Naturally, the first two teams that I should talk about are the Blackhawks and Flyers.  First, the newly crowned champion Blackhawks:  They have a potentially bad situation as far as the cap goes.  Obviously, if they did their homework on the players in the lower levels, then there's no reason why they can't keep this run going for years.  The biggest question is what to do with the huge contract of Cristobal Huet.  It's clear that Antii Niemi is the number one goaltender in Chicago now, yet Huet is being payed like a number one goaltender.  If Huet gets moved, then it could help ease some of the cap pressure for the Blackhawks.

The Flyers:  It looks like Michael Leighton is the team's number one goaltender, but as the team proved, you can never have enough good goaltending.  Remember, the Flyers began the season with Ray Emery, who went down early, and then it was Brian Boucher, who was injured and had bouts of inconsistency, and then Leighton, a waiver claim who played very well before going down to injury.  Ironically, it was the inconsistent Boucher that saved the Flyers' season.  Depth is a concern, as that was exposed in the Finals, and for that matter, nearly exposed in the Bruins series.  And don't forget about Chris Pronger, who despite being a money player, has moved around three times since the last lockout.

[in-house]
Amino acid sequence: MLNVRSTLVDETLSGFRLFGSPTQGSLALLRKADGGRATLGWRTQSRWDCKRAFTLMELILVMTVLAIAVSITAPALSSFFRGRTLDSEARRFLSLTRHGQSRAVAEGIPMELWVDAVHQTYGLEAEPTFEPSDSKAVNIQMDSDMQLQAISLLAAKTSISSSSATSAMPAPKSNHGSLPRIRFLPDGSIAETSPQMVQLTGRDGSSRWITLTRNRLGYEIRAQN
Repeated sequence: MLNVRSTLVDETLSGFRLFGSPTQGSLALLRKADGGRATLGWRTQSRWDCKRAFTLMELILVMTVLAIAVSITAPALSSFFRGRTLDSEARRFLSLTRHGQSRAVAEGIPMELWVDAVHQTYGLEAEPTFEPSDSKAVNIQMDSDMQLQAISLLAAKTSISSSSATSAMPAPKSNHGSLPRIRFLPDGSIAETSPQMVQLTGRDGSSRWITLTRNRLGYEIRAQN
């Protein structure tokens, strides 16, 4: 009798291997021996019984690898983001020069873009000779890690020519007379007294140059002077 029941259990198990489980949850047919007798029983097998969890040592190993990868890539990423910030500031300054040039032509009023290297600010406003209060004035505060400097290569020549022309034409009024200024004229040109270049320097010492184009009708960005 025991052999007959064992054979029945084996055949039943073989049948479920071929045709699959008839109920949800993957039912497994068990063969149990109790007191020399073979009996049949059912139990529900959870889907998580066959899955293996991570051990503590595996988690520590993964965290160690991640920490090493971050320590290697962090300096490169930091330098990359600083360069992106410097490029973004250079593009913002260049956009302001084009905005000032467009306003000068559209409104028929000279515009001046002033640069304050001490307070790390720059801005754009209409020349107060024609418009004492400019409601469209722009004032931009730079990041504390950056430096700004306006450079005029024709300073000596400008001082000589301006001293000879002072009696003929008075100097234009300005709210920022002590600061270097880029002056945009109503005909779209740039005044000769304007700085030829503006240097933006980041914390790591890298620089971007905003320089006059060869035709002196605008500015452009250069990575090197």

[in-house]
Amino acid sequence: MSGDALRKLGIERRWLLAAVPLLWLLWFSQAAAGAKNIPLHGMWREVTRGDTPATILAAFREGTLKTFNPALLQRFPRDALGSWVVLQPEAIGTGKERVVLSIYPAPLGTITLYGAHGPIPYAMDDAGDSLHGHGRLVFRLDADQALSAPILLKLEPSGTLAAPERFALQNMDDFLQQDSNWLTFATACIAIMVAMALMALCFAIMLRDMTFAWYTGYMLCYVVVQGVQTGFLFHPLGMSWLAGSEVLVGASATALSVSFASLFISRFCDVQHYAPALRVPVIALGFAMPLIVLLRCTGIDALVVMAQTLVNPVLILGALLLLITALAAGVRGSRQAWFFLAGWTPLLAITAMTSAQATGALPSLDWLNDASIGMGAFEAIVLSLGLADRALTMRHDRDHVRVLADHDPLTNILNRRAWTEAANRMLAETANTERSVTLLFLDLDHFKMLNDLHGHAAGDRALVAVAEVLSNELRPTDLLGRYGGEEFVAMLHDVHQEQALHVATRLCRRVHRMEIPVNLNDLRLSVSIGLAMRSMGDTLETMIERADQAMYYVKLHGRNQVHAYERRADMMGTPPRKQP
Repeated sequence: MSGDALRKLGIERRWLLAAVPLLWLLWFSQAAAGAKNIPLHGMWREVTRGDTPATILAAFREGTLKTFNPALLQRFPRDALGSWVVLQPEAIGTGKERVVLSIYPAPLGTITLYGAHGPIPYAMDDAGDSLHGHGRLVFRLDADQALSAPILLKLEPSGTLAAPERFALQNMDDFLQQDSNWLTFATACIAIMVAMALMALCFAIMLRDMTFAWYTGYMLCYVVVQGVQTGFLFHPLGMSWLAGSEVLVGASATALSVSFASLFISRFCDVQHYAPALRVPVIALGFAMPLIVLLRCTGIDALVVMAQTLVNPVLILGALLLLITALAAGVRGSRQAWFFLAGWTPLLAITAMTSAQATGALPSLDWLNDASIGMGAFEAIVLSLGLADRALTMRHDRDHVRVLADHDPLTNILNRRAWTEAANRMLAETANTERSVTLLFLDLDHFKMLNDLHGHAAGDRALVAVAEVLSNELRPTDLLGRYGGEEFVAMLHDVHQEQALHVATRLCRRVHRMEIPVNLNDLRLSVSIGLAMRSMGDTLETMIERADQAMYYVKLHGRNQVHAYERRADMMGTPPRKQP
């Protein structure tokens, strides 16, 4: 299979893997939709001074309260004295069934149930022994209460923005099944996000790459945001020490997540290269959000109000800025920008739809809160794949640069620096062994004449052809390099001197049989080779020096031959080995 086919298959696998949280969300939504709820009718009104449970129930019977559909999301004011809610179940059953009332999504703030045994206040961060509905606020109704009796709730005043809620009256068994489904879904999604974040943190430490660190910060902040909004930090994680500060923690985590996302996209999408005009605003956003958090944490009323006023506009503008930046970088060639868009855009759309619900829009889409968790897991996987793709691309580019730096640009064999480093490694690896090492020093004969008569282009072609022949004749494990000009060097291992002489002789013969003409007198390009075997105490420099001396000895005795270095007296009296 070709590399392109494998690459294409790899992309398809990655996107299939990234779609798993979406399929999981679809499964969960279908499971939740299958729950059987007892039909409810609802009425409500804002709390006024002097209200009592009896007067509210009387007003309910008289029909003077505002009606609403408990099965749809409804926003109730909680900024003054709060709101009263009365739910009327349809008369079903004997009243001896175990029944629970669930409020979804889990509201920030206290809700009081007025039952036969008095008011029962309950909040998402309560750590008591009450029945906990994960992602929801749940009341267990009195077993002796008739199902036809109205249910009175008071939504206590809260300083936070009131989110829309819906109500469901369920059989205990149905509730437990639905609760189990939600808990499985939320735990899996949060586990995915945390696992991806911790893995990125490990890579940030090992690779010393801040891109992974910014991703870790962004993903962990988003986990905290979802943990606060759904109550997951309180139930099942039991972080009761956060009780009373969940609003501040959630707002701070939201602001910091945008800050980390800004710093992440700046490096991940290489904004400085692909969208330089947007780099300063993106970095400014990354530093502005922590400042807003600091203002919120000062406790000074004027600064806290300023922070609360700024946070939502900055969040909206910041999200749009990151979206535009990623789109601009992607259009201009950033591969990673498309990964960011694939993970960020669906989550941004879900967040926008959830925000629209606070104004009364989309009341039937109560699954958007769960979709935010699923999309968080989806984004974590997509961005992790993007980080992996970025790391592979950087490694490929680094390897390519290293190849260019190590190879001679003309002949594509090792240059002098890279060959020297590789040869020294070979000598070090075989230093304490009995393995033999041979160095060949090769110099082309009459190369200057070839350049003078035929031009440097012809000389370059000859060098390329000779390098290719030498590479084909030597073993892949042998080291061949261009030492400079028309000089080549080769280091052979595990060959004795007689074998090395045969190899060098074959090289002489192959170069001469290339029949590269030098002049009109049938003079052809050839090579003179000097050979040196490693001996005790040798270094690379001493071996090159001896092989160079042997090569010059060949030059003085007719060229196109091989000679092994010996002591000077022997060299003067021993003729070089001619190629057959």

Wednesday, June 9, 2010

The Penguins Third Jersey: take one

As some of you may know, 1996 was the first year that third jerseys were introduced into the NHL landscape.  It also brought out some of the most horrific designs ever such as the "Wild Wing" and the "Burger King" jerseys.  And no, the Islanders' media disaster that they unleashed doesn't count, as that was a complete makeover, albeit, a disastrous one.  Well, there was one jersey that actually had moderate success, to the point that it became the team's road jersey.

Take a good look at the jersey in the picture.  Most Penguins fans will hate the logo because it looks too "corporate," but on this particular jersey, the logo is the centerpiece of the design, and it shows.  From the odd striping to the middle of the jersey playing off of the logo, this was far and away, the best design of all the jerseys that came out in 1996.  The jersey ultimately died out as the Penguins began to transition back to their original logo of a skating penguin.